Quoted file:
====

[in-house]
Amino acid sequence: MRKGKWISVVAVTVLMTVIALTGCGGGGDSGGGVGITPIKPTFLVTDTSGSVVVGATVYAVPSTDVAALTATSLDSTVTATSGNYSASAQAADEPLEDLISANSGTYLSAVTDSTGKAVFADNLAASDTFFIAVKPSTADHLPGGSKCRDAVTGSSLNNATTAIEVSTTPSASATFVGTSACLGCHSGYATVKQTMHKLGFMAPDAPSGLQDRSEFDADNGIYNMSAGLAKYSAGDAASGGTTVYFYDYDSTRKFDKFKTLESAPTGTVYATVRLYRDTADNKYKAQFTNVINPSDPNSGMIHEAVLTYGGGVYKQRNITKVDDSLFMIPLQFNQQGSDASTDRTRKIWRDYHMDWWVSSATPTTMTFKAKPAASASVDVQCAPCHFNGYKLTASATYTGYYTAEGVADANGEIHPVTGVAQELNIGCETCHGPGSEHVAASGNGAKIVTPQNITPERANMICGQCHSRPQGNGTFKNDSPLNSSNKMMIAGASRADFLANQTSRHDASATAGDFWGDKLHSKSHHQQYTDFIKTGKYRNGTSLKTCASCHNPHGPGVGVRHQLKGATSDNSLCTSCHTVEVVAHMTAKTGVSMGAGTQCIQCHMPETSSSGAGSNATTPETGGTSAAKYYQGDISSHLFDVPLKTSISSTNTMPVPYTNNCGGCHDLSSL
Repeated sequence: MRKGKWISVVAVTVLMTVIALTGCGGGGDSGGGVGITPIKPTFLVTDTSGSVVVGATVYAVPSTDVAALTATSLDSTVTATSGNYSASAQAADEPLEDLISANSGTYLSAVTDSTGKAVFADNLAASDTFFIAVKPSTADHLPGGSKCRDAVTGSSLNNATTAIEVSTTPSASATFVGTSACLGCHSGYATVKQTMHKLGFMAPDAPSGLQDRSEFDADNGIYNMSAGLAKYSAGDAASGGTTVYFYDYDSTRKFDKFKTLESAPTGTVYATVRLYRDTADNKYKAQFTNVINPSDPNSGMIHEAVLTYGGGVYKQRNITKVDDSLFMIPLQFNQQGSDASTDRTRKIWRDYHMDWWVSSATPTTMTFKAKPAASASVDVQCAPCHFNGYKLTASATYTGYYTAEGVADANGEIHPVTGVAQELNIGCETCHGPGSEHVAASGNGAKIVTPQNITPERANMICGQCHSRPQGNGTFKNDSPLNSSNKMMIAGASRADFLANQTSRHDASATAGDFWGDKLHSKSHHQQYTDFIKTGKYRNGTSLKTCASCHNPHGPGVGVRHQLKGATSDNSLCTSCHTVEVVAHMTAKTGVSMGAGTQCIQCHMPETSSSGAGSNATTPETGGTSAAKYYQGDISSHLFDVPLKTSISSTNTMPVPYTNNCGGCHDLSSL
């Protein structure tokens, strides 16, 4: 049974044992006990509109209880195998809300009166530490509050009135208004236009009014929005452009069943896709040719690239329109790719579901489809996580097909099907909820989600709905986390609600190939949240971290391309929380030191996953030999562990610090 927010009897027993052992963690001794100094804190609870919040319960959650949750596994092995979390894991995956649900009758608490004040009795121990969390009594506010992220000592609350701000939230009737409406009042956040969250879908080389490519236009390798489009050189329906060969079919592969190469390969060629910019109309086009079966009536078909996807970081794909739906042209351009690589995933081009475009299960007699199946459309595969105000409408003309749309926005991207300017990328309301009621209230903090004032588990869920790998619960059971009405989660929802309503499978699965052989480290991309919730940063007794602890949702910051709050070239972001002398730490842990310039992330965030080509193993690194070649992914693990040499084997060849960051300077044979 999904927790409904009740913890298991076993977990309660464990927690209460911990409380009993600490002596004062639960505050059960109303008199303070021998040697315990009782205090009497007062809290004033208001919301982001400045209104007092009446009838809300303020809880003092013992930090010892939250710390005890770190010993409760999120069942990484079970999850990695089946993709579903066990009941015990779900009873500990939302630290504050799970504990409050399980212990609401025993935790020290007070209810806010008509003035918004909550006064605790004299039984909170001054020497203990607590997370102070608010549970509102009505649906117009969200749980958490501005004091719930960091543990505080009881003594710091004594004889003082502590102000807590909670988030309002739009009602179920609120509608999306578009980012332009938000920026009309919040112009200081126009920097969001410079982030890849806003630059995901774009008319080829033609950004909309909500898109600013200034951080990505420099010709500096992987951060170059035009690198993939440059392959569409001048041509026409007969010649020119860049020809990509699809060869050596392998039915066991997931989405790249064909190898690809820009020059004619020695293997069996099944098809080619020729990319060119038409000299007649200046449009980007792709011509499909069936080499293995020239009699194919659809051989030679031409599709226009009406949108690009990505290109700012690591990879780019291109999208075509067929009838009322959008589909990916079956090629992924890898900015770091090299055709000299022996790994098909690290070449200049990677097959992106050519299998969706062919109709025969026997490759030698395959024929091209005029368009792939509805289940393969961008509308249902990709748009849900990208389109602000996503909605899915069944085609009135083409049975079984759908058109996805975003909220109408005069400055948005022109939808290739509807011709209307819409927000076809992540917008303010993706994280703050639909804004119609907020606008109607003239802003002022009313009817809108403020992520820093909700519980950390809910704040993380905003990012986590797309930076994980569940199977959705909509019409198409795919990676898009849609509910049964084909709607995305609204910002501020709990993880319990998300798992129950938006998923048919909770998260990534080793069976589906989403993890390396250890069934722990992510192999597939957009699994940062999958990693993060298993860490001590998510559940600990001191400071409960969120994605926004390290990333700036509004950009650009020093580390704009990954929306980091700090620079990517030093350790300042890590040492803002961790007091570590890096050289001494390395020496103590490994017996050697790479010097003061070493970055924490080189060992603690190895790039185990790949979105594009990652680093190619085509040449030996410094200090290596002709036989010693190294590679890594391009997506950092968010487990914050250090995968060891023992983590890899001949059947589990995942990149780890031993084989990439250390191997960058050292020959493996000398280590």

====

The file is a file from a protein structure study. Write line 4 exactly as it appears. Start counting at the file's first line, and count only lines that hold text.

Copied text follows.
């Protein structure tokens, strides 16, 4: 049974044992006990509109209880195998809300009166530490509050009135208004236009009014929005452009069943896709040719690239329109790719579901489809996580097909099907909820989600709905986390609600190939949240971290391309929380030191996953030999562990610090 927010009897027993052992963690001794100094804190609870919040319960959650949750596994092995979390894991995956649900009758608490004040009795121990969390009594506010992220000592609350701000939230009737409406009042956040969250879908080389490519236009390798489009050189329906060969079919592969190469390969060629910019109309086009079966009536078909996807970081794909739906042209351009690589995933081009475009299960007699199946459309595969105000409408003309749309926005991207300017990328309301009621209230903090004032588990869920790998619960059971009405989660929802309503499978699965052989480290991309919730940063007794602890949702910051709050070239972001002398730490842990310039992330965030080509193993690194070649992914693990040499084997060849960051300077044979 999904927790409904009740913890298991076993977990309660464990927690209460911990409380009993600490002596004062639960505050059960109303008199303070021998040697315990009782205090009497007062809290004033208001919301982001400045209104007092009446009838809300303020809880003092013992930090010892939250710390005890770190010993409760999120069942990484079970999850990695089946993709579903066990009941015990779900009873500990939302630290504050799970504990409050399980212990609401025993935790020290007070209810806010008509003035918004909550006064605790004299039984909170001054020497203990607590997370102070608010549970509102009505649906117009969200749980958490501005004091719930960091543990505080009881003594710091004594004889003082502590102000807590909670988030309002739009009602179920609120509608999306578009980012332009938000920026009309919040112009200081126009920097969001410079982030890849806003630059995901774009008319080829033609950004909309909500898109600013200034951080990505420099010709500096992987951060170059035009690198993939440059392959569409001048041509026409007969010649020119860049020809990509699809060869050596392998039915066991997931989405790249064909190898690809820009020059004619020695293997069996099944098809080619020729990319060119038409000299007649200046449009980007792709011509499909069936080499293995020239009699194919659809051989030679031409599709226009009406949108690009990505290109700012690591990879780019291109999208075509067929009838009322959008589909990916079956090629992924890898900015770091090299055709000299022996790994098909690290070449200049990677097959992106050519299998969706062919109709025969026997490759030698395959024929091209005029368009792939509805289940393969961008509308249902990709748009849900990208389109602000996503909605899915069944085609009135083409049975079984759908058109996805975003909220109408005069400055948005022109939808290739509807011709209307819409927000076809992540917008303010993706994280703050639909804004119609907020606008109607003239802003002022009313009817809108403020992520820093909700519980950390809910704040993380905003990012986590797309930076994980569940199977959705909509019409198409795919990676898009849609509910049964084909709607995305609204910002501020709990993880319990998300798992129950938006998923048919909770998260990534080793069976589906989403993890390396250890069934722990992510192999597939957009699994940062999958990693993060298993860490001590998510559940600990001191400071409960969120994605926004390290990333700036509004950009650009020093580390704009990954929306980091700090620079990517030093350790300042890590040492803002961790007091570590890096050289001494390395020496103590490994017996050697790479010097003061070493970055924490080189060992603690190895790039185990790949979105594009990652680093190619085509040449030996410094200090290596002709036989010693190294590679890594391009997506950092968010487990914050250090995968060891023992983590890899001949059947589990995942990149780890031993084989990439250390191997960058050292020959493996000398280590």